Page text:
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‘Big Reset’ will deepen economic crisis

A graphic reads "A Fair Rest" next to an image of a coastal Newfoundland town.
August 31, 2021 - 12:00 AM

August 31, 2021

ST. JOHN’S — Implementing the ‘Big Reset’ recommendations in the Premier’s Economic Recovery Team (PERT) report will create unnecessary suffering and make the economic crisis in Newfoundland and Labrador worse, finds Unifor Researcher, economist and ‘A Fair Reset’ blog author Kaylie Tiessen.

“We’ve learned through experience in other jurisdictions that cutting wages and public services to deal with debt and deficits can actually deepen an economic crisis,” said Tiessen.

“Massive cuts can create an unemployment crisis that further erodes a government’s ability to pay by reducing the tax base and increasing the need for services. It’s a downward spiral that drags more and more people into poverty or insecurity or both.”

The ‘Big Reset’ calls for drastic measures that include cutting thousands of jobs and slashing key services while evidence clearly shows that creating higher quality employment and investing in stronger public services would grow the economy and make higher levels of debt more manageable. The downward pressure on jobs and services recommended by PERT would more daunting, maintains Tiessen.

In October 2020, the International Monetary Fund (IMF) released a report highlighting the value of public investment in programs, such as health care, stating they can actually speed up economic recovery. The researchers found an investment in public programs equal to 1% of Gross Domestic Product increases economic activity by 2.7%.  Further, private investment increases by 10% and jobs increase by 1.2%. The Bank of Canada has also highlighted the need for inclusive growth by focusing on creating sustainable growth that leaves fewer people behind in order to make higher levels of debt more manageable.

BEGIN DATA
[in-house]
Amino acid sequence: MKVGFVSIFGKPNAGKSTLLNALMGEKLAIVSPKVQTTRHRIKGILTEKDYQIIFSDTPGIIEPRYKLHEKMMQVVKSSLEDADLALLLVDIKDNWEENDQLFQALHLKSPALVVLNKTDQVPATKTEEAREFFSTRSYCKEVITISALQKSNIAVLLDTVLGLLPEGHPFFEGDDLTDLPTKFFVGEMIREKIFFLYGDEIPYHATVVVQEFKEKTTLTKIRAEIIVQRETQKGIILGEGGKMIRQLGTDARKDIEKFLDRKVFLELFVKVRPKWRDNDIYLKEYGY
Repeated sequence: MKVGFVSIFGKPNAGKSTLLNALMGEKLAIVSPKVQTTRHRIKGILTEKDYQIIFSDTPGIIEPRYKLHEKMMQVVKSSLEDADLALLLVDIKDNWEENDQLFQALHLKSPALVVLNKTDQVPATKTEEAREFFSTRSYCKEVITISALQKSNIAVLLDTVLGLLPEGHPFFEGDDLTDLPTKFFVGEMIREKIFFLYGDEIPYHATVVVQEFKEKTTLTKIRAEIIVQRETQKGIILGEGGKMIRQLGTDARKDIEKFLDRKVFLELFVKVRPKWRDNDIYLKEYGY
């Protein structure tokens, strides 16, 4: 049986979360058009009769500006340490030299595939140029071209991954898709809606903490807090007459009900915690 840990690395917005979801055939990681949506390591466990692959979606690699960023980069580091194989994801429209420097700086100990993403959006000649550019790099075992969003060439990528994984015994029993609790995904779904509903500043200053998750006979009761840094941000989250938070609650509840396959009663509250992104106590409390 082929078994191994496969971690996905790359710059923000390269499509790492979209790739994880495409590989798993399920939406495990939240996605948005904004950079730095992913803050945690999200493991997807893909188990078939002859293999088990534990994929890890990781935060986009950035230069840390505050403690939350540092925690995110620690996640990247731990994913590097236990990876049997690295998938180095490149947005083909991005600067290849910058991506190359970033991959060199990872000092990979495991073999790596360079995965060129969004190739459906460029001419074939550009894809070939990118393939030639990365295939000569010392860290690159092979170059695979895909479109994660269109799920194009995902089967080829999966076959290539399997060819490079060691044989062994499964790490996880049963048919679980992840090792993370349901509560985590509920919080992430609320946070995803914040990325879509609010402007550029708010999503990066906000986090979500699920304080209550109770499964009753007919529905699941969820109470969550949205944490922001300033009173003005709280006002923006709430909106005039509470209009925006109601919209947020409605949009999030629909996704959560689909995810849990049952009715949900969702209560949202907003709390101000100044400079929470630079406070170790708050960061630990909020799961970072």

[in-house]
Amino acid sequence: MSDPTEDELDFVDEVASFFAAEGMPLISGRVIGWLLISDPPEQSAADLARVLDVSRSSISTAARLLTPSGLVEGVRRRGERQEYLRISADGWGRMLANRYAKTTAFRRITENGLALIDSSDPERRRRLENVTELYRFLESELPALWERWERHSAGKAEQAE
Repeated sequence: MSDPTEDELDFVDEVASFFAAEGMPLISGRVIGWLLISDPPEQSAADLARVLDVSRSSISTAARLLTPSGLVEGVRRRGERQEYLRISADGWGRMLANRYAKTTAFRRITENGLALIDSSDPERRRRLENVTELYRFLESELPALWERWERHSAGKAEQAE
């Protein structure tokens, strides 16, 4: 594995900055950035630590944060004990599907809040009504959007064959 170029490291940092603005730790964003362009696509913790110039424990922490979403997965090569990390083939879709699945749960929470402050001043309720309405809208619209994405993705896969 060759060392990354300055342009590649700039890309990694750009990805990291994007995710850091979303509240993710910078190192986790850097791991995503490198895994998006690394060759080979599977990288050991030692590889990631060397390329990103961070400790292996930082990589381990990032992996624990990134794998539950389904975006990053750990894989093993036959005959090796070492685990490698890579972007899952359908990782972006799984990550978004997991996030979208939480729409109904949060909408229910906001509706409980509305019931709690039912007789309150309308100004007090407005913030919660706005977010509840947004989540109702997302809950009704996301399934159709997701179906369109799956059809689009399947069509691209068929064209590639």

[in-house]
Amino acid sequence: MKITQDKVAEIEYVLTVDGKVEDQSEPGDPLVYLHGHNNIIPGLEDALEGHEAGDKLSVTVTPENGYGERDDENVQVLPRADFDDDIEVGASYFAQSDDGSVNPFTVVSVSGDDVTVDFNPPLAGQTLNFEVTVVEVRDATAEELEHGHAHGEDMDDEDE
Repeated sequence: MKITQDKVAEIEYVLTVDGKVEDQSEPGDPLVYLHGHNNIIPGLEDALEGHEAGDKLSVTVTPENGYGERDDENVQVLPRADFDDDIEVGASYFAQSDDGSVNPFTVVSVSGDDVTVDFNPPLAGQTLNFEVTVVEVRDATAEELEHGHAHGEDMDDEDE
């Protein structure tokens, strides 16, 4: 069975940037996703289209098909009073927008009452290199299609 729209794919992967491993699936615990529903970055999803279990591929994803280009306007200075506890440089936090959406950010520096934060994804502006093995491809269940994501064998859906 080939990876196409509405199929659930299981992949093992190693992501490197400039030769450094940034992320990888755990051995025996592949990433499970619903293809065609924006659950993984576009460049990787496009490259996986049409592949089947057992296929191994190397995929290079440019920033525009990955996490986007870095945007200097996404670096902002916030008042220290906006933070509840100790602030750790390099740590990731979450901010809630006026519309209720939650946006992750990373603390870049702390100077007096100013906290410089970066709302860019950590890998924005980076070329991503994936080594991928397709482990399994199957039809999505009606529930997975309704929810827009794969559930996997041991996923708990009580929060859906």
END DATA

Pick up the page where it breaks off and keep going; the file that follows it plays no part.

Newfoundland and Labrador already has the highest rate of unemployment in the country. 25% of workers earn minimum wage and a full 30% earn below $15 an hour. The province is one of the most unequal in the country. The share of income brought home by the top 10% of income earners has steadily grown over the last 20 years while the share brought home by the bottom 10% has declined.

“These trends will only increase if the PERT recommendations are adopted, with increased inequality as more people are pushed into low wage work. The fact is that inequality is a drag on economic growth and actually holds us all back,” Tiessen stated.

‘A Fair Reset’ blog will be published weekly until the week before the scheduled resumption of the Newfoundland and Labrador House of Assembly on October 18.

You can read the current blog post here.

For media inquiries or to arrange a phone or Zoom interview with Kaylie Tiessen please contact

Unifor Communications Representative Kathleen O’Keefe at or 416-896-3303 (cell).